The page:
3 stats about RFP evaluations to help you run more efficient projects

Managing the RFP evaluation is one of the most difficult parts of any RFP process. From coordinating everyone’s schedules for meetings, to facilitating an award decision that everyone can agree on, there’s no shortage of challenges.

In spite of this, procurement professionals have few benchmarks into how the process is handled at other organizations. To shed some light on a process that (by necessity) takes place behind closed doors, we analyzed the data from $4.4 billion in RFP decisions conducted through the Bonfire Strategic Sourcing Platform.

This research, from the State of the RFP Report, provides insight into how 190 organizations across North America manage their most important spending decisions.

Use these benchmarks as a jumping-off point to reflect on how your team can manage this challenging process more effectively.

 

The average RFP evaluation committee consists of 4.4 members

 

A successful outcome from your RFP decision depends on the expertise of your evaluation committee, which could include subject matter experts, end users, member of peripheral departments, or even community members.

The report shows that the average RFP project includes 4.4 evaluators. However, there’s really no one-size-fits-all answer for how big your evaluation group should be. Ultimately it depends on how widely the decision will impact the organization and whose expertise is crucial to the decision.

Many teams would like to include more diverse perspectives (e.g. including community members’ feedback in social services decisions), but find themselves hampered by a cumbersome process. To ensure the procurement process is not a limiting factor on your evaluation committee size, consider ways to reduce the administrative workload of including more evaluators. Bringing the evaluation process online is among the most impactful steps you can take to include more evaluators without an exponential increase in photocopying and other manual work.

27% of evaluator scoring happens outside of work hours

 

Evaluators are typically busy people with many competing priorities — and as a result, they occasionally procrastinate on their evaluation duties.

The State of the RFP report shows that the average evaluation period is 37 days in duration — however, 53% of scores are recorded in the last 7 days before the deadline, and 10% of scores are recorded on the last day before the deadline. For people with a lot on their plate, it’s no surprise that scoring often gets pushed off to the last days before the deadline. However, with 27% of scoring recorded outside of normal business hours, this data hints that evaluators are struggling to get their scoring done within their work hours.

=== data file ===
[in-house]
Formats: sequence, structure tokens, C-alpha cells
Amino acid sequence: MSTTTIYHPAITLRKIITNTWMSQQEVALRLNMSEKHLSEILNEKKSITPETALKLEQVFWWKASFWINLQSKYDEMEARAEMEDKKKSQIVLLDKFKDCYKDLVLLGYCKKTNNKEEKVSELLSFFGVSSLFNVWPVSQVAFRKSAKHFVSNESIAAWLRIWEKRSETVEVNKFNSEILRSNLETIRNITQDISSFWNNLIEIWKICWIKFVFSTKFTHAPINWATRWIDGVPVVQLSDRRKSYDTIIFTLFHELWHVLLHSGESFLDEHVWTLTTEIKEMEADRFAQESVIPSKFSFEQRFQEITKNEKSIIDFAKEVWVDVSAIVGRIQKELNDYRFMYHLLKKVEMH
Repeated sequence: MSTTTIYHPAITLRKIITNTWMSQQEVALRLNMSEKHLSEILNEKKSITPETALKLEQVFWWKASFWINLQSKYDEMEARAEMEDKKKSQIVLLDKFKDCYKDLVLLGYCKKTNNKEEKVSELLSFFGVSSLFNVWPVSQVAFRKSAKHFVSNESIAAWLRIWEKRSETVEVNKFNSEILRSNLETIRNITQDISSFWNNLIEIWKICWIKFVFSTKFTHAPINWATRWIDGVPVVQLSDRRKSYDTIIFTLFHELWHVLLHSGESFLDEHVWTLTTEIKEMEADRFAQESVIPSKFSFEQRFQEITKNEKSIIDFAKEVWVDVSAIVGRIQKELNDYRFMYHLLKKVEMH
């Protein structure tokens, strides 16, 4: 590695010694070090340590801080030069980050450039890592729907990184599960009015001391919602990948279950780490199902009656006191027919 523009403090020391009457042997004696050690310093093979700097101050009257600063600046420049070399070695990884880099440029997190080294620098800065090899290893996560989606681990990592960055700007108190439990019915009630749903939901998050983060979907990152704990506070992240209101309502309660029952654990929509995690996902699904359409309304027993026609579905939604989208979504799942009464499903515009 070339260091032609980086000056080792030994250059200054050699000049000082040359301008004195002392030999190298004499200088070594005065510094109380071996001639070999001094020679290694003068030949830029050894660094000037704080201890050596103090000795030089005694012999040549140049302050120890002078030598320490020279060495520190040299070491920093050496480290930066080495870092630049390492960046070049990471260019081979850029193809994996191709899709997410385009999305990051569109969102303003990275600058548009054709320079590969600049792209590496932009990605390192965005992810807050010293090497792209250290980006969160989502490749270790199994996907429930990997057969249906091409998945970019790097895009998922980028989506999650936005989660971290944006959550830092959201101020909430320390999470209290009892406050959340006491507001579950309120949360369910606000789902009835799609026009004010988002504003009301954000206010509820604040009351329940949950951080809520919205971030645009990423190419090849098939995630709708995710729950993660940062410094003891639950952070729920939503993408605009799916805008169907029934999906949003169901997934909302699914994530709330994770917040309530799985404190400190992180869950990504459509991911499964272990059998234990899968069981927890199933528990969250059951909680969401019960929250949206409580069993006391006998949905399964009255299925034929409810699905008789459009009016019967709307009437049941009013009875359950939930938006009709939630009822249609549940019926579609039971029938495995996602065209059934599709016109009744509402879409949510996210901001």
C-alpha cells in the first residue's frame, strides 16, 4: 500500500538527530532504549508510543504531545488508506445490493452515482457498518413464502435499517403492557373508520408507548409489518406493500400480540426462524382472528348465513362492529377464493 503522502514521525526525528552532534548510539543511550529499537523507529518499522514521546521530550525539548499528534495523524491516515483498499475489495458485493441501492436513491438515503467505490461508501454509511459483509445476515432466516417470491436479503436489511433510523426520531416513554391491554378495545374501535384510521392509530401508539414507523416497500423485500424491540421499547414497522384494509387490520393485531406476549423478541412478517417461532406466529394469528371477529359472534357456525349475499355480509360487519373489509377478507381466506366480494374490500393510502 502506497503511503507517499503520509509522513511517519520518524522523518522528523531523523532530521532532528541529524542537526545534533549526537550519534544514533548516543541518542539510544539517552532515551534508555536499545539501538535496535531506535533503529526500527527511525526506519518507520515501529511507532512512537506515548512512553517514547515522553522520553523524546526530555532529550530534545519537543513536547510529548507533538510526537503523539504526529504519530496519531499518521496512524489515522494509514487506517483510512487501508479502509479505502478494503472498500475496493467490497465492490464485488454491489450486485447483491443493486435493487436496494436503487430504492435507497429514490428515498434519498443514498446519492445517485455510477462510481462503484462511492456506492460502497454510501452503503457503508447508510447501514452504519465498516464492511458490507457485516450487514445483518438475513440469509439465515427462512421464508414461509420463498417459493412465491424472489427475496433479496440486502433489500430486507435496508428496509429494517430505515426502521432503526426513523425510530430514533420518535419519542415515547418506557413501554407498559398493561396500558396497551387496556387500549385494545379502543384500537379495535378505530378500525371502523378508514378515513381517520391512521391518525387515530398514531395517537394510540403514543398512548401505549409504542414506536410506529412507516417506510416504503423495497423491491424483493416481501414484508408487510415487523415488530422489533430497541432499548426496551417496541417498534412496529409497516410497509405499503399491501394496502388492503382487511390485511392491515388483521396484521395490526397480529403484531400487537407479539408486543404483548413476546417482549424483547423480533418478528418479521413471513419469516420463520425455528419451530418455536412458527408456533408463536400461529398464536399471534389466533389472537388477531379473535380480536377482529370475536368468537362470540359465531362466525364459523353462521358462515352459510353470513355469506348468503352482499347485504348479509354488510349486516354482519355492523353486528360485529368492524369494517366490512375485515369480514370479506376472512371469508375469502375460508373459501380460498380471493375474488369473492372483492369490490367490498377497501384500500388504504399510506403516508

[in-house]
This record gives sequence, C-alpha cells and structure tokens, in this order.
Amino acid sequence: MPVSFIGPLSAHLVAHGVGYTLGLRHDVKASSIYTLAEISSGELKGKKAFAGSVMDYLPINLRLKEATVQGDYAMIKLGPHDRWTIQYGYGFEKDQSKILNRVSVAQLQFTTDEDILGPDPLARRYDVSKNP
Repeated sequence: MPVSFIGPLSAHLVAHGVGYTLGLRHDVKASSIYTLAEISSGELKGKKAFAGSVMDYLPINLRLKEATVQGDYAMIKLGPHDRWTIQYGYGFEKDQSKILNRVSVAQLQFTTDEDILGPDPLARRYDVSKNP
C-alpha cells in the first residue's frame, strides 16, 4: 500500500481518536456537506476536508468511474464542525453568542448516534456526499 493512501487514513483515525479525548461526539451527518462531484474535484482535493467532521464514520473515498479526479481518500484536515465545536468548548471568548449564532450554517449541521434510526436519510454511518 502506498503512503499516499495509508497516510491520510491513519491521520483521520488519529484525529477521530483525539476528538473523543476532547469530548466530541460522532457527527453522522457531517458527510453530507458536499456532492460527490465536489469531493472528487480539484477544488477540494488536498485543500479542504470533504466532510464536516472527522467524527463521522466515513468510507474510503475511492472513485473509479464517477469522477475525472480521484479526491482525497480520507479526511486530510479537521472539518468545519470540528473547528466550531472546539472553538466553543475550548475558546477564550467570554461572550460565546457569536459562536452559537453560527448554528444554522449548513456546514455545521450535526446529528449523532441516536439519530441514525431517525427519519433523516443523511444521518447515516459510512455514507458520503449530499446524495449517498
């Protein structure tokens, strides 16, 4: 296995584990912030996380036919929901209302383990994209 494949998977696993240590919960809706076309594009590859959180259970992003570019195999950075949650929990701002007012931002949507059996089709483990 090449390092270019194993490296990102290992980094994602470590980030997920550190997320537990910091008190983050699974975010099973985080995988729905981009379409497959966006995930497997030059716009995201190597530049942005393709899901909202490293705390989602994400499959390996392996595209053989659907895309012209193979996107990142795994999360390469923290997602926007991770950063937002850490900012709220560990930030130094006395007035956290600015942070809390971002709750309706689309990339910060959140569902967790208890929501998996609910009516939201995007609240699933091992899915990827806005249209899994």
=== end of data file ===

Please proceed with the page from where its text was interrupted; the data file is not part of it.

RFP Evaluation - Typical Scoring Patterns

Given this, procurement teams should seek to make it as easy as possible for evaluators to participate productively in the RFP process.

 

35% of RFP proposal scores lacked consensus

 

Once the scores are in, the hard part begins. This is where your skills as a procurement professional really shine, as you work to understand areas of disagreement, build consensus, and ultimately come to a mutually agreeable decision.

The report data shows that a surprising 35% of all proposal scores lacked consensus among the evaluation committee. (Lack of consensus was defined as an instance where any two evaluators’ scores for a given criterion on a given supplier differed by 30% or more). A further 41% of scores featured soft consensus. Only 21% of scores featured a hard consensus.

RFP Evaluation - Proposal Consensus

Lack of consensus is neither ‘good’ nor ‘bad’ — but it certainly can slow down an evaluation process.  To ensure effective resolution, procurement professionals should focus the meeting around outlier scores or areas of significant disagreement, and avoid line-by-line reviews of scores that are in agreement. Attention should also be given to thorough documentation of the decision, so that in vendor debriefs, bid protest, or audits, the decision is well-justified and defensible.

As with any benchmark, these stats are not intended to provide a prescriptive target for your team to hit, but rather to put your process into a larger context and surface ways that your own process could be enhanced for greater effectiveness and more value.

For more insights from our study on RFP processes and outcomes, attend the State of the RFP Benchmarking webinar.

RFP Evaluation - Register for webinar

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